What should students look for in a college? originally appeared on Quora, the place to gain and share knowledge, empowering people to learn from others and better understand the world. You can follow Quora on Twitter, Facebook, and Google Plus.
Every year, students who have amazing SAT or ACT scores, great GPA and school ranking, and have a resume full of extracurriculars gain admission into Ivy League schools and other top-tier universities. But, once accepted, they must make a difficult decision because they realize how expensive schools are.
For example, a student might receive a $25,000 a year scholarship, which can be renewable for four years at a top private university. While that might seem like an impressive amount, the question remains: Does it really make a dent when the tuition and cost of attendance are $75,000 or more each year? That scholarship will only cover a third of the student’s bills, leaving them in debt with $200,000 in student loans once they graduate.
Unfortunately, not many parents have $200,000 per child sitting in a bank account to use on college tuition. Therefore, many students face a difficult decision, and many choose that elite school with a hefty price tag and then drown in student loans upon graduation. The question remains: Is it worth it?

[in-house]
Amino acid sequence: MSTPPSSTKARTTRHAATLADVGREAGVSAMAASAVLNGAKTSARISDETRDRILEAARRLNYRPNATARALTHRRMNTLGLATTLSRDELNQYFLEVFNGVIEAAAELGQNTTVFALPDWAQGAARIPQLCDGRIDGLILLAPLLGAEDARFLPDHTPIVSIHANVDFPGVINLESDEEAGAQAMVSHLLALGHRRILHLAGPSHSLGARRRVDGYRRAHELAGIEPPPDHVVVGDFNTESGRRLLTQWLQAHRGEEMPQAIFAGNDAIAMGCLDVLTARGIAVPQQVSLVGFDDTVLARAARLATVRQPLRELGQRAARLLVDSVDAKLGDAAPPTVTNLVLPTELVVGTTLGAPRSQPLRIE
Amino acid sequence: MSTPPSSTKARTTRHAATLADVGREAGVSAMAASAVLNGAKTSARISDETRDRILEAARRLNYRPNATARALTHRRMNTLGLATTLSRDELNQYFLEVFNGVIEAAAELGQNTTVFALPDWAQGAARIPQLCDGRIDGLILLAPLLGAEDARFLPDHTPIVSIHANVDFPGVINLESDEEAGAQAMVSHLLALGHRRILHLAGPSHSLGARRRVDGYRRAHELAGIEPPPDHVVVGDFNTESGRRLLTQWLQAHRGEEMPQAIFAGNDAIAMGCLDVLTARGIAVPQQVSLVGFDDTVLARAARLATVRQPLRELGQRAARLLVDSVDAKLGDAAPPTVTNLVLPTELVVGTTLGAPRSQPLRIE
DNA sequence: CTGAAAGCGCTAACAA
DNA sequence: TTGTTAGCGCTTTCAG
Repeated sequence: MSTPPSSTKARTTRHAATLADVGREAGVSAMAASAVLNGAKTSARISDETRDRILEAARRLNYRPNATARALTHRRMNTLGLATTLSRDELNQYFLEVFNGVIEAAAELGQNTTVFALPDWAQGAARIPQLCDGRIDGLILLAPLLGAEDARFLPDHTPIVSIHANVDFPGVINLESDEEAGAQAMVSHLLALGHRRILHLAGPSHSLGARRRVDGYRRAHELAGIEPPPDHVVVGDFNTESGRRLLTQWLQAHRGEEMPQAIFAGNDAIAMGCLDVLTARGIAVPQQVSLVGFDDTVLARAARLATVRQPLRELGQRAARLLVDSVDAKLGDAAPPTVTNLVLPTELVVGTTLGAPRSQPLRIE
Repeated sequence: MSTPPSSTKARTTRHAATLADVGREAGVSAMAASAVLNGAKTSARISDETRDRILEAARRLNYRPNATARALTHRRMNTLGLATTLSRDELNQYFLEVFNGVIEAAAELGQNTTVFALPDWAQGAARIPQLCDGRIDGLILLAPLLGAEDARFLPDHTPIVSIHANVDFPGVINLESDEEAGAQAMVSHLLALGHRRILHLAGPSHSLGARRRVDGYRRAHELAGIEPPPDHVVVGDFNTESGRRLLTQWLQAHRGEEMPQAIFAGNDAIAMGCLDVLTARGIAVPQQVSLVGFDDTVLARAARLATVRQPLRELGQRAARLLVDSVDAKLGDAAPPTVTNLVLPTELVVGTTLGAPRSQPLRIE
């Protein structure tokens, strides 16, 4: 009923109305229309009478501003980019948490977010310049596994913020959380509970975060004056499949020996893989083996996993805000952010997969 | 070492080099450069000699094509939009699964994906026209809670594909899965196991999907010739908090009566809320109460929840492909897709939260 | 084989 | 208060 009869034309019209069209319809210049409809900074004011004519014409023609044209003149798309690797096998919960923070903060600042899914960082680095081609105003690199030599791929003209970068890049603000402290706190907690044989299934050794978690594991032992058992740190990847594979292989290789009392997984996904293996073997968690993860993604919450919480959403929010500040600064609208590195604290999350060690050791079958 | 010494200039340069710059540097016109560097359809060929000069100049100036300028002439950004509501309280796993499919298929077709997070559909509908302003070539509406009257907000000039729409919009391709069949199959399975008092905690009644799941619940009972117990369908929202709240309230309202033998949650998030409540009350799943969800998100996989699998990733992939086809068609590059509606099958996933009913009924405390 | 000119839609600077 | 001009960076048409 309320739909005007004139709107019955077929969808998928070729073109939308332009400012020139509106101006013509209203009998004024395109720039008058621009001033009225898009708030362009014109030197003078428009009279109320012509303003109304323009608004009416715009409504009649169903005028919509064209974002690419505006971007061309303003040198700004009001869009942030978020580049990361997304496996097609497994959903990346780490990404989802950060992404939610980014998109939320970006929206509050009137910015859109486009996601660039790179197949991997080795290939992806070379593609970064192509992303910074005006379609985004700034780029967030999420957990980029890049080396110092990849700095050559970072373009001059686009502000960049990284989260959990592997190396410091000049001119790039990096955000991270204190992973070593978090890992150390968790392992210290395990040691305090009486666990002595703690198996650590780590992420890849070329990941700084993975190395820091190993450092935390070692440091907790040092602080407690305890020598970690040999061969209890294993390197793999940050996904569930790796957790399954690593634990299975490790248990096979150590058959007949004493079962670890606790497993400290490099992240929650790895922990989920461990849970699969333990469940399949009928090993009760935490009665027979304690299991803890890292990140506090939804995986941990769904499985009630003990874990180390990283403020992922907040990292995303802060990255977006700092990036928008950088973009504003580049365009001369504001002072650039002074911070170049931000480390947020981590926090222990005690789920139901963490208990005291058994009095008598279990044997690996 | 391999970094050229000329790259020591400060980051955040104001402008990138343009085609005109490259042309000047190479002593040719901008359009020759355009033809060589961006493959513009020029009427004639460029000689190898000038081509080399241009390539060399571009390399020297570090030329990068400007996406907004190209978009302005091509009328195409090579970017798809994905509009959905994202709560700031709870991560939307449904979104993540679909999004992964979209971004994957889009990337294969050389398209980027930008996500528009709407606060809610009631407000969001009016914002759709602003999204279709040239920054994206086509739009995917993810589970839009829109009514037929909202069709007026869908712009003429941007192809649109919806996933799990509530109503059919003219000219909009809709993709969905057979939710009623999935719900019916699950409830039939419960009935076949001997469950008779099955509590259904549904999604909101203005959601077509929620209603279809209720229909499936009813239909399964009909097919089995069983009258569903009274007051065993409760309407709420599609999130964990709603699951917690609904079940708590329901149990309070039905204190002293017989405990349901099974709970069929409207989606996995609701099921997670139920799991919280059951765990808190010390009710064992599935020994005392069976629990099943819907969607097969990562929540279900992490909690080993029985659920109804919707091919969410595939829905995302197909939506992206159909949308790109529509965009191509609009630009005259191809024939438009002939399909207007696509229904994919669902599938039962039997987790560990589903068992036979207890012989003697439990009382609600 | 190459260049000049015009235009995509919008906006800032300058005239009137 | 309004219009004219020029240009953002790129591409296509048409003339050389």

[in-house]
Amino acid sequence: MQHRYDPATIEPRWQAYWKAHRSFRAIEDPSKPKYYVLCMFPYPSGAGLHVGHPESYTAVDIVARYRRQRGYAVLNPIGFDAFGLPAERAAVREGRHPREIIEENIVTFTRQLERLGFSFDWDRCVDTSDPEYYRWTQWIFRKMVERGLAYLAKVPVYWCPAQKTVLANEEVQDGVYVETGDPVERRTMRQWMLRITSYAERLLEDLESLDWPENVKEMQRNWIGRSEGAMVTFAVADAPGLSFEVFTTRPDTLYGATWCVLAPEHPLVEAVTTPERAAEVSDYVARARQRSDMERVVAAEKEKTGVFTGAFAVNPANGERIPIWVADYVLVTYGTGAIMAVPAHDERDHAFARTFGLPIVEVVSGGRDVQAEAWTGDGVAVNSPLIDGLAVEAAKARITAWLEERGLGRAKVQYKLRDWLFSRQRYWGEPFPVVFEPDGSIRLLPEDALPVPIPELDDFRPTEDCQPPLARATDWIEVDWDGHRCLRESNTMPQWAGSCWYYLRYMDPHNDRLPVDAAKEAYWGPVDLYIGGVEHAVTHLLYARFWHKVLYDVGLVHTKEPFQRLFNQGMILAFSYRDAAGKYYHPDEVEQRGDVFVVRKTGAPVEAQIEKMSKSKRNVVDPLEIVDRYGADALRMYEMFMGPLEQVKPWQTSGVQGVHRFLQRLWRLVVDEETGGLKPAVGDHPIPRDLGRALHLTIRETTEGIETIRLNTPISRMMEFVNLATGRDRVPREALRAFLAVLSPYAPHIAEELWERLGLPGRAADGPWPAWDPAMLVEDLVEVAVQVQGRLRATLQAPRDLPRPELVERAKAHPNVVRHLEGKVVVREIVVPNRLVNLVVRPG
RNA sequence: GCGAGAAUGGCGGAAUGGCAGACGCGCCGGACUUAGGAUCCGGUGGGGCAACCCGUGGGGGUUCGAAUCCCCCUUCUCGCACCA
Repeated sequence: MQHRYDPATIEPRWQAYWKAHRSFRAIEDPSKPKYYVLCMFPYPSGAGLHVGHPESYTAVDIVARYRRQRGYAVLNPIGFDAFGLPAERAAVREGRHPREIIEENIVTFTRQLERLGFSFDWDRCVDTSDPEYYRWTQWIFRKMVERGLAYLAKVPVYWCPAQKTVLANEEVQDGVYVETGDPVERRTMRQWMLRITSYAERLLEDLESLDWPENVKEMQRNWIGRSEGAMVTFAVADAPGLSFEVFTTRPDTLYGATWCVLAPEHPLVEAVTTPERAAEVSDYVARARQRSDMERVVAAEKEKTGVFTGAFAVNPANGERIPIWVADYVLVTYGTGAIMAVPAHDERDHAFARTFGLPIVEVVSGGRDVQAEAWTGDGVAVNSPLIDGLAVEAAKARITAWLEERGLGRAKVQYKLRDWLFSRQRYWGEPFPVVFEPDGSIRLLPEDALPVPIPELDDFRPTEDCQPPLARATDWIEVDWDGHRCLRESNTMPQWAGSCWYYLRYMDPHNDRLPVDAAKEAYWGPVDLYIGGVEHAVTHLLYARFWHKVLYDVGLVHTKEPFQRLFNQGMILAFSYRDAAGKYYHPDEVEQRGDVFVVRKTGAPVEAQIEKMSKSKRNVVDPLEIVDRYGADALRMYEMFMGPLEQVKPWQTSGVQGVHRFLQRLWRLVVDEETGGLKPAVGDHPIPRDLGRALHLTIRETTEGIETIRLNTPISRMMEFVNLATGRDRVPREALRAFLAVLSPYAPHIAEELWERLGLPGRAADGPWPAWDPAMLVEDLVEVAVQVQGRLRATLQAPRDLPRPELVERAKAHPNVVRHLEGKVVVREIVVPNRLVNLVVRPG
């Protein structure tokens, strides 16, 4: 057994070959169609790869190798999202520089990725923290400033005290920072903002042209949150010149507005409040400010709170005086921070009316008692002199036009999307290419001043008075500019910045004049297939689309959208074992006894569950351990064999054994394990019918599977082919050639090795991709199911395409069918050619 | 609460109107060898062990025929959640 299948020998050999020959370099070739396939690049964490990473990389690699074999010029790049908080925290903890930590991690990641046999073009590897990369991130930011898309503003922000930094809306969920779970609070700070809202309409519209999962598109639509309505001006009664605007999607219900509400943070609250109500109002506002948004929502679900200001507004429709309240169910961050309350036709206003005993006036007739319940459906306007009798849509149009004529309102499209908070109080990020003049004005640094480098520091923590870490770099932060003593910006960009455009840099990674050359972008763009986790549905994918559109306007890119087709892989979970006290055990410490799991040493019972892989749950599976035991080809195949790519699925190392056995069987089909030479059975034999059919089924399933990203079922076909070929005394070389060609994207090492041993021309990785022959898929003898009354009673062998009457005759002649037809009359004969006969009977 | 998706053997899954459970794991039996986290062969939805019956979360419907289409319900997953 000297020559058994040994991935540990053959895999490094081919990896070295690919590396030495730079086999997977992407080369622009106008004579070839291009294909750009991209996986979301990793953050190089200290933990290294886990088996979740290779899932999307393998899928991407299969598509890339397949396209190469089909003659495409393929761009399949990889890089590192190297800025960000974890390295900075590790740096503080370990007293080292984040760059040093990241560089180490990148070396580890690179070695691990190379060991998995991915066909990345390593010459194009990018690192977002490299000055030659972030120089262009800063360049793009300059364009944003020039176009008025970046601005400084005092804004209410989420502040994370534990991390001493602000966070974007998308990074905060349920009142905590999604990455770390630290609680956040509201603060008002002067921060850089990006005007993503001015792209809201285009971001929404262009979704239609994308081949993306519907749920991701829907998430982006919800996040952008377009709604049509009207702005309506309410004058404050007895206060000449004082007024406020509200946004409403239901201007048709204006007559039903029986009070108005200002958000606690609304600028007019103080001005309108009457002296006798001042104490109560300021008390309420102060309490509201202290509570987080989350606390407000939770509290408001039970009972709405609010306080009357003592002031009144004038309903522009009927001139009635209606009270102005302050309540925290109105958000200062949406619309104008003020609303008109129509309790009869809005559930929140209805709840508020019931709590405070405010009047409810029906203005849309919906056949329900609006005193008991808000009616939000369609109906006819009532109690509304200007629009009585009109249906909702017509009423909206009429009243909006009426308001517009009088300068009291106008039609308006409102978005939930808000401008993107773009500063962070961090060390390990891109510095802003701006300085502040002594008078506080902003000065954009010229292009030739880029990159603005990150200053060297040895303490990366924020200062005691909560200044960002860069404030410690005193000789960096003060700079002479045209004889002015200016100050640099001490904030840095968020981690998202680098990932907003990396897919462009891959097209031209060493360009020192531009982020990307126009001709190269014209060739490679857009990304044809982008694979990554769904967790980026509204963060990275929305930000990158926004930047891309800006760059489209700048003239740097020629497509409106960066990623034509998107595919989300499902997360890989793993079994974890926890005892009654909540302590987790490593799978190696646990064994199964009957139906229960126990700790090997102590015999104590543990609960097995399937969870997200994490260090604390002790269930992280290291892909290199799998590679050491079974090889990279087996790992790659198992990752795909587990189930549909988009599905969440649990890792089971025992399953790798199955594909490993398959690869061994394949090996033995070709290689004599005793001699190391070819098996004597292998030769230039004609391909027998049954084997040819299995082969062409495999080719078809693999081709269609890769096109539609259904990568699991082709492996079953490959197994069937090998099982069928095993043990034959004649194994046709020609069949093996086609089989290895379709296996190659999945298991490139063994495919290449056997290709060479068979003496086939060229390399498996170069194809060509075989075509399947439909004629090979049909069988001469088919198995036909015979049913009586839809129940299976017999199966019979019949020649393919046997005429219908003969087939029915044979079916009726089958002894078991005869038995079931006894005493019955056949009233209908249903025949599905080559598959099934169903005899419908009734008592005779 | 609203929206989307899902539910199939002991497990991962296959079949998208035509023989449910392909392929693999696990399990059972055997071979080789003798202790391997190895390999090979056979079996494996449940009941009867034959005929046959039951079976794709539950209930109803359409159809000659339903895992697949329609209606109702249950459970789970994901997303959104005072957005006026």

Here are a few things students should consider before applying to a particular college:
* The university’s sticker price does not equal net price. There are other costs beyond what you see on the school’s website. Things like books, room and board, parking fees, traveling to and from home for the holidays, and more also add to the cost of attending the school.
* Look at the major and its future earning potential. According to PayScale’s 2019-2020 College Salary Report, the major you pick does affect your future potential earnings, at least in the short-term. It should come as no surprise but the majors that tend to have the highest earning potential will be STEM (science, technology, engineering, and math) majors, as well as accounting and aerospace. Unfortunately, arts and humanities majors are more likely to earn less. Luckily, humanitarian fields tend to catch up with the other fields as time goes on.
* What financial aid is offered. When working with students, many are shocked that Ivy League schools do not offer merit-based scholarships. Instead, it is all based on financial need. Therefore, if your family makes over a certain threshold, it might mean you don’t get much financial aid, but paying for college will be difficult.
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